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Reader Comments (30)

Thanks for this beautiful piece.

March 6, 2018 | Unregistered CommenterMikey67

Great Piece!

March 6, 2018 | Unregistered CommenterNikki

I loved this piece. One of the best articles this site has produced, and that's saying a lot. Thank you, Jorge!

March 6, 2018 | Unregistered CommenterBVR

This got me emotional. Beautifully written.

March 6, 2018 | Unregistered CommenterV.

I got teary eyed reading this! Thanks for sharing.

March 6, 2018 | Unregistered CommenterBushwick

Oscar Isaac is also of Cuban descent

March 6, 2018 | Unregistered CommenterJaragon

Wait, I thought Oscar Isaac is part Guatemalan.

March 6, 2018 | Unregistered Commenterthevoid99

So, who is the bearded gentleman in the "Coco" winning photo? Um, it's for clarification purposes....

My friend's Latina girlfriend, who came in from work about 2/3 through the show, was thrilled hearing the winners, and was so excited when Guillermo won.

I just watched "Coco" this past weekend, too, and it was virbrant and wonderful and made me miss my Caucasian Mid West WASPy family. Loved it!

March 7, 2018 | Unregistered Commenterforever1267

Great piece! Just shared it

March 7, 2018 | Unregistered CommenterCristhian

Great article! Thanks, Jorge.

March 7, 2018 | Unregistered CommenterEdward L.

I really enjoyed reading this. And although I am not LGBTQI or hispanic, I definitely loved the positive messages the oscars delivered during the telecast. And of course as a woman, it was great to also see a lot of pro-female messages.

March 7, 2018 | Unregistered CommenterBette Streep

Biggest stage in the world...lowest ratings ever.

March 7, 2018 | Unregistered CommenterRobMiles

March 7, 2018 | Unregistered CommenterFadhil

Great post! US media, including film, is very bad about inclusion especially of Latinx identities. Think of all of the winners that had NOTHING to do with Hollywood’s go-to trope of drug cartels. No, these winners were in Director, song, picture; etc. representing films that were children’s animated adventures, monster movies, or queer. Much to celebrate.

It’s a shame that someone (bot?) found it necessary to point out the low ratings in response to THIS post. It draws a false (aka trumpian) equivalency between the landmark diversity of the ceremony and the ratings. No one knows what the ceremony will look like in terms of winners, speeches, etc. across the night until it’s over. The ratings are more than likely a result of 1) the largest Hollywood scandal in sometime involving the systematic ill-treatment of women 2) the knowledge that #1 would inspire a lot of pro-women politicking, which nearly half of the country (sadly) resents and 3) the predictable nature of the acting winners without much enthusiasm behind them. The “finally!” campaigns for Oldman and Rockwell lacked Leo-level fervor to make predictability a good thing. In fact, there was something very divisive about all of the acting winners or their movies.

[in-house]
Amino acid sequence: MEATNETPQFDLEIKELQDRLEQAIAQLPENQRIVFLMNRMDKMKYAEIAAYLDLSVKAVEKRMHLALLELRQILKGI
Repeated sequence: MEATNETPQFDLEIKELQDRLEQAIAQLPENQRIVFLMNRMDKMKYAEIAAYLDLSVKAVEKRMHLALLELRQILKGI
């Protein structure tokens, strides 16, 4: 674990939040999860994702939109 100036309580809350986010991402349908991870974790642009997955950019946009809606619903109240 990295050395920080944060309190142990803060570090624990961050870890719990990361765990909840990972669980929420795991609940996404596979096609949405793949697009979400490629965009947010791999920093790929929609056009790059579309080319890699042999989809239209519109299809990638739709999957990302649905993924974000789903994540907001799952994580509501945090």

Again, thanks for this great post.

March 7, 2018 | Unregistered Commentercatbaskets

Jorge, I love you!

March 7, 2018 | Registered CommenterChris Feil

A wonderful article!

March 7, 2018 | Unregistered CommenterMarcos

ok now this brought a tear or two to my eye...

March 7, 2018 | Unregistered CommenterCharles O

Such a fantastic post, Jorge. Representation in the arts is so important!

March 7, 2018 | Unregistered CommenterPam

Terrific! Thank you for sharing, Jorge.

March 7, 2018 | Unregistered CommenterBGK

Oscar Isaacs's mother is Guatemalan and his father is Cuban.

March 7, 2018 | Unregistered CommenterJaragon

Just amazing. Thank you.

March 7, 2018 | Unregistered Commenterbrookesboy

Lovely. Thanks for writing this.

March 7, 2018 | Unregistered CommenterDJDeeJay

As someone who is also gay and latino, I really loved this post. Thank you for writing it.

March 7, 2018 | Unregistered CommenterAdrian Garcia

This is the story of the night -- the strong presence of Latinx and queer voices should have made headlines everywhere. The vilification of Mexico continues from Republicans, who have abandoned Puerto Rico and continued their attack on LGBTQIA communities. Gracias, Jorge, for writing it so beautifully.

March 7, 2018 | Unregistered CommenterSan FranCinema

EH.

Only counts if it sticks.

March 7, 2018 | Unregistered CommenterManny

This is awesome Jorge.

March 7, 2018 | Unregistered CommenterSawyer

from a gay Latino living in Sydney, this was an awesome and perfectly expressed post :)

March 7, 2018 | Unregistered Commenterces

This piece makes me so happy and hopeful for the future of Hollywood and all creatives who have a story they wish to share <3

March 7, 2018 | Unregistered CommenterJuliette

Hermoso!

March 7, 2018 | Unregistered CommenterPablo

For best speech, I present you with this Oscar....

March 11, 2018 | Unregistered CommenterIshmael